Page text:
It’ll probably make a good trade. It could be a great movie (but not one of those animated ones… and most certainly not a live action one with Ben Affleck and Jared Leto).

CREDITS

Writer and artist, Sean Murphy; colorist, Matt Hollingsworth; letterer, Todd Klein; editors, Maggie Howell and Mark Doyle; publisher, DC Comics.

Batman: White Knight #6 (May 2018)

Batman: White Knight #6

The issue starts a humdrum cops chasing Batman, with lots of fast scenes of the cops (including Nightwing, Batgirl, and the Joker) coming up with ideas and then cuts to the Batmobile. It’s a little obvious, a little tedious. The action pacing isn’t right.

Then the Burton Batmobile shows up and nothing matters for a few pages except getting to see Sean Murphy draw a Batmobile sequence with the Burton Batmobile.

Sigh. It’s like if DC had validated the movie fans when I was eleven.

Then there’s a weak fight scene between the Joker and Batman. Batgirl goes to Mr. Freeze and finds out Papa Wayne was just a secret agent who brought Nazis to the States for science. He’s morally bankrupt but not a Nazi. Mr. Freeze, however, isn’t morally bankrupt–he hated his father, who–retcon alert–hated Freeze’s Jewish wife, Nora. It’s an okay scene though, even if dreadfully cheap. Murphy should just do a Batgirl series.

The end has what ought to be an amazing Joker sequence but flops. Brian Bolland’s safe for now. The problem? Murphy runs out of space. He’s been too busy with his action movie back-and-forth exposition dumping again.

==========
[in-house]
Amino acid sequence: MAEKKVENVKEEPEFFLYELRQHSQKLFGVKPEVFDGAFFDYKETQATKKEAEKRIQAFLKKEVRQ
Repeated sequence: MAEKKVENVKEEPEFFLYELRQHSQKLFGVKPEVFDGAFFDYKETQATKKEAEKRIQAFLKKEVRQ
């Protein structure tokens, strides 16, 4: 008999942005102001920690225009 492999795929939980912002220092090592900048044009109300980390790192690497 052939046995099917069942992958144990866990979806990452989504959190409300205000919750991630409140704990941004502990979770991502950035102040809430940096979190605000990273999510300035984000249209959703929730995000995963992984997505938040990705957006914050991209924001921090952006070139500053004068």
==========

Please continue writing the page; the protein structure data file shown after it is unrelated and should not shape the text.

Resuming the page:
Still. Burton Batmobile alone makes it worth it. For an exceptionally select number of readers.

CREDITS

Writer and artist, Sean Murphy; colorist, Matt Hollingsworth; letterer, Todd Klein; editors, Maggie Howell and Mark Doyle; publisher, DC Comics.

Batman: White Knight #5 (April 2018)

Batman: White Knight #5

Watching grizzled Batman bicker with White Knight Dick Grayson almost feels like a grimdark version of early eighties Batman but not exactly. Murphy has definitely made White Knight its own thing–down to Harley Quinn being the voice of reason–and there’s only so much to do with it.

Most of the issue has to do with Batman not wanting to join the Gotham Terrorist Oppression (GTO), which is the super-cop team setup by the Joker. The “good” Joker. There’s also Neo Joker, but she’s the replacement Harley Quinn gone rogue.

Then there’s the Neo Joker finding out the Wayne fortune is probably based on Nazi gold. Murphy even suggests there’s going to be some meat on that subplot.

White Knight has three issues left and Murphy could pretty much do anything in those three issues. But there’s no reason he needs eight. Whatever he’s doing he could’ve fit in six, because there’s nothing essential here. There’s some excellent art–with grimdark Batman being the most visually boring character (after Dick Grayson in his GTO uniform).